Netflix, Amazon give ailing Bollywood production houses a new lease of life
- First 2-3 years of RERA transition period will be really painful: MahaRera chief
- Kwan Entertainment launches sports, media and consumer unit Kwanabler
- Congress disowns Khurshid’s ‘blood on hands’ remark
- Edelweiss arm to help sell office space in Parinee Group’s project in Mumbai
- Karnataka elections: BJP picks Reddy aide to fight Siddaramaiah
New Delhi: Online platforms such as Netflix and Amazon Prime have opened up new revenue streams for Bollywood’s less active or defunct production houses that are grappling with declining sales from satellite TV rights.
The platforms are acquiring rights to stream older classics as well as new titles, said Atul Mohan, editor of trade magazine Complete Cinema. Companies such as RK Films, Venus Worldwide Entertainment, Tips Industries Ltd, Mukta Arts and the families of veteran filmmakers like Manmohan Desai and Prakash Mehra, who own rights to a host of titles produced over several decades, are likely to benefit the most from the growth in online streaming.
“Old classics that one may not get to see in theatres or even on DVDs anymore have found a new lease of life on OTT (over the top) platforms,” confirmed Rajiv Vaidya, chief executive officer of Spuul, an online video streaming service that streams Hindi film blockbusters from the 90s such as Hum Aapke Hain Koun and Dilwale Dulhania Le Jayenge. “They, however, contribute a small percentage to the overall consumption,” he said.
Older Bollywood production houses today generate revenue from video on demand, IPTV (Internet protocol television), Internet, mobile rights and direct-to-home (DTH) platforms.
“Apart from organized corporates, there are independent producers who, in times of crisis, sold the rights to their films to financiers, some of whom, today, are holding on to nearly 100 titles per person,” said Utpal Acharya, founder of film production, distribution and marketing company Indian Film Studios. Here, it is the financier holding the rights who stands to benefit, not the original filmmaker.
Any old movie isn’t sold in isolation to these platforms, but as part of a package comprising a big tent-pole (blockbuster) and a couple of smaller films. It works exactly like television where satellite rights of a bouquet of films are typically sold for a period of 10 years and the price depends on how much the channel can afford to pay and how confident it is of it gaining viewership.Prices for satellite TV rights have dropped by 40% last year because of a couple of reasons. First, star-led satellite deals such as the one that the Star network has with actor Salman Khan that ensure channels work on a limited budget fixed annually, with no purchasing power for surprise hits. Secondly, box office performance is no guarantee of similar success on television.
To be sure, commitment to a satellite channel ensures visibility on their online streaming platforms too; and every television network today has one—Star India has Hotstar, Sony Entertainment Television has Sony LIV and Zee Entertainment Enterprises owns DittoTV. Independent video streaming platforms include Spuul, Wynk and BoxTV.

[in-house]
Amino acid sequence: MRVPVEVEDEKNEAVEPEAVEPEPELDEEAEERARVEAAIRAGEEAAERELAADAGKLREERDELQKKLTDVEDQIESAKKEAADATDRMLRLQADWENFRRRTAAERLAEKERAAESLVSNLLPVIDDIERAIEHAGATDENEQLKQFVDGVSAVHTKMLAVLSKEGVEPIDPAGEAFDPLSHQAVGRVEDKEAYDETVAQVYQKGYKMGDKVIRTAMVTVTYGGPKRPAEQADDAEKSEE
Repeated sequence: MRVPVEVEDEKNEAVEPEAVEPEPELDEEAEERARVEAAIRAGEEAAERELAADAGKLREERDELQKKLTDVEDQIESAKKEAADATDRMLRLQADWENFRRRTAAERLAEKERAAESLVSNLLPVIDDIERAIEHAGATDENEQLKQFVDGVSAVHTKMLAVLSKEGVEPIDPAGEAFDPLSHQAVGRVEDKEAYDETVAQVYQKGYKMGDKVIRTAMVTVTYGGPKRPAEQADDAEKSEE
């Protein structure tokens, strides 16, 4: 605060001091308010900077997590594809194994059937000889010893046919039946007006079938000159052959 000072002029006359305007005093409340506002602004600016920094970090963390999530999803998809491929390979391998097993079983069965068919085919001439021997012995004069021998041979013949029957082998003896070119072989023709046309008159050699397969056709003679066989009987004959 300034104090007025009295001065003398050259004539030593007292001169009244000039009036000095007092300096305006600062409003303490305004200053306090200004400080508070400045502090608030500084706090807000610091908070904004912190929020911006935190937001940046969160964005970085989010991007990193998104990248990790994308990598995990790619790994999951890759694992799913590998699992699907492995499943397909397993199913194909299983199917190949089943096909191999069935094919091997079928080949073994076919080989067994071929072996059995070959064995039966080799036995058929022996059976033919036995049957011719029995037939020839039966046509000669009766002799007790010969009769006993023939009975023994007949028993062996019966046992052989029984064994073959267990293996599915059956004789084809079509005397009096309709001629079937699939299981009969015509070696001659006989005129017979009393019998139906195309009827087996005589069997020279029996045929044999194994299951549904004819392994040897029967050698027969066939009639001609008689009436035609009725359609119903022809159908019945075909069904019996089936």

“Ninety percent of these aggregators have given their old content to competitive platforms owned by the satellite channels but these are non-exclusive contracts. Whereas Amazon and Netflix are insisting on exclusivity,” Acharya said. “With older content, they don’t have a choice if it’s already committed to a competitor. But the newer content they are buying is exclusive. Netflix buys for 2-3 years, Amazon buys for five.”
Overall, digital platforms in India are looking to invest over a billion dollars per year for a mix of exclusive and non-exclusive content, Acharya added. The focus on exclusivity was a conscious decision for American companies Netflix and Amazon who emphasized from day one that they couldn’t drive traffic without exclusive content.
The new-found opportunity is not just limited to video content. Music companies have found their calling by owning their own YouTube channels besides selling their albums to digital platforms like iTunes, Gaana and Saavn.
These streaming apps, in turn, pay music rights owners a revenue share that comes from a combination of advertising and minimum stream rate depending on the individual song. As of today, the Rs1,000 crore Indian music industry owes its earnings to three big revenue streams— about Rs400 crore comes from audio and video streaming services, around Rs250-300 crore from broadcast license income contributed by music played on radio, television and public venues and the remaining from caller tunes and ringtones. Revenue sharing with these digital platforms ensures a daily income of almost Rs10-15 lakh for the music labels.
“I’m definitely happy (with the new digital opportunities), any new platform or technology coming in means additional revenue for the film industry,” said veteran producer Pahlaj Nihalani who has sold the satellite and digital rights of his films separately. “People want entertainment and any platform is welcome for the same.”
“Television is definitely a significantly larger market whereas OTT is still finding its feet in terms of being able to monetize,” said Uday Sodhi, executive vice-president and head (digital business), Sony Pictures Networks India. “The two are nowhere comparable but the fact remains that old classics are things everybody wants to watch.”